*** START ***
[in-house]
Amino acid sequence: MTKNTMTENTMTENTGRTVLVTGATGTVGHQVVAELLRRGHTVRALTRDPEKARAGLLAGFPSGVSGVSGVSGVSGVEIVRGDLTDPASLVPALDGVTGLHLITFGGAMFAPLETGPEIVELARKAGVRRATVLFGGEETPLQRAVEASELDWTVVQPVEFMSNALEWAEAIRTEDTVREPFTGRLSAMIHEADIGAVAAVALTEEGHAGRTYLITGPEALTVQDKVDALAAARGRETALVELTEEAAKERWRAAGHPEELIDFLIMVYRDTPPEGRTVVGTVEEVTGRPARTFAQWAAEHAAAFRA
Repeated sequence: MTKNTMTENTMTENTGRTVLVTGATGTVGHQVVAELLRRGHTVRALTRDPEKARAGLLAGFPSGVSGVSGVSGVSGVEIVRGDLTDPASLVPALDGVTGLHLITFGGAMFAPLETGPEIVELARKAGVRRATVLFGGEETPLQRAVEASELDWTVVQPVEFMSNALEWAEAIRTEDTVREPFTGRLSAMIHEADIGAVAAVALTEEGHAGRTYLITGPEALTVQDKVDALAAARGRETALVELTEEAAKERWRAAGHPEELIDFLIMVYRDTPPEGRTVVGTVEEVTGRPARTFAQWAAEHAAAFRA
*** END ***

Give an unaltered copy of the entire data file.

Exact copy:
[in-house]
Amino acid sequence: MTKNTMTENTMTENTGRTVLVTGATGTVGHQVVAELLRRGHTVRALTRDPEKARAGLLAGFPSGVSGVSGVSGVSGVEIVRGDLTDPASLVPALDGVTGLHLITFGGAMFAPLETGPEIVELARKAGVRRATVLFGGEETPLQRAVEASELDWTVVQPVEFMSNALEWAEAIRTEDTVREPFTGRLSAMIHEADIGAVAAVALTEEGHAGRTYLITGPEALTVQDKVDALAAARGRETALVELTEEAAKERWRAAGHPEELIDFLIMVYRDTPPEGRTVVGTVEEVTGRPARTFAQWAAEHAAAFRA
Repeated sequence: MTKNTMTENTMTENTGRTVLVTGATGTVGHQVVAELLRRGHTVRALTRDPEKARAGLLAGFPSGVSGVSGVSGVSGVEIVRGDLTDPASLVPALDGVTGLHLITFGGAMFAPLETGPEIVELARKAGVRRATVLFGGEETPLQRAVEASELDWTVVQPVEFMSNALEWAEAIRTEDTVREPFTGRLSAMIHEADIGAVAAVALTEEGHAGRTYLITGPEALTVQDKVDALAAARGRETALVELTEEAAKERWRAAGHPEELIDFLIMVYRDTPPEGRTVVGTVEEVTGRPARTFAQWAAEHAAAFRA